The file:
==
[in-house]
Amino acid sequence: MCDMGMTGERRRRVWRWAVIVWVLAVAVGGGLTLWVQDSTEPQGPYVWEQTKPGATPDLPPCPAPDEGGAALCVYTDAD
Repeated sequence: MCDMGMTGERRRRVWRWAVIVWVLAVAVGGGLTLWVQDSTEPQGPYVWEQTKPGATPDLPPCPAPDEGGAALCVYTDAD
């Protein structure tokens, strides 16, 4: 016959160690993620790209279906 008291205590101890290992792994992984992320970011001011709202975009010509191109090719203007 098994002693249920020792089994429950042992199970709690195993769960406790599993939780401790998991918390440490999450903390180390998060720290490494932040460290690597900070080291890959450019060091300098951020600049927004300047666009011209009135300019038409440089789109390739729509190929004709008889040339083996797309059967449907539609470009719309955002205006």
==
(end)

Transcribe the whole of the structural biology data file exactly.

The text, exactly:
[in-house]
Amino acid sequence: MCDMGMTGERRRRVWRWAVIVWVLAVAVGGGLTLWVQDSTEPQGPYVWEQTKPGATPDLPPCPAPDEGGAALCVYTDAD
Repeated sequence: MCDMGMTGERRRRVWRWAVIVWVLAVAVGGGLTLWVQDSTEPQGPYVWEQTKPGATPDLPPCPAPDEGGAALCVYTDAD
């Protein structure tokens, strides 16, 4: 016959160690993620790209279906 008291205590101890290992792994992984992320970011001011709202975009010509191109090719203007 098994002693249920020792089994429950042992199970709690195993769960406790599993939780401790998991918390440490999450903390180390998060720290490494932040460290690597900070080291890959450019060091300098951020600049927004300047666009011209009135300019038409440089789109390739729509190929004709008889040339083996797309059967449907539609470009719309955002205006």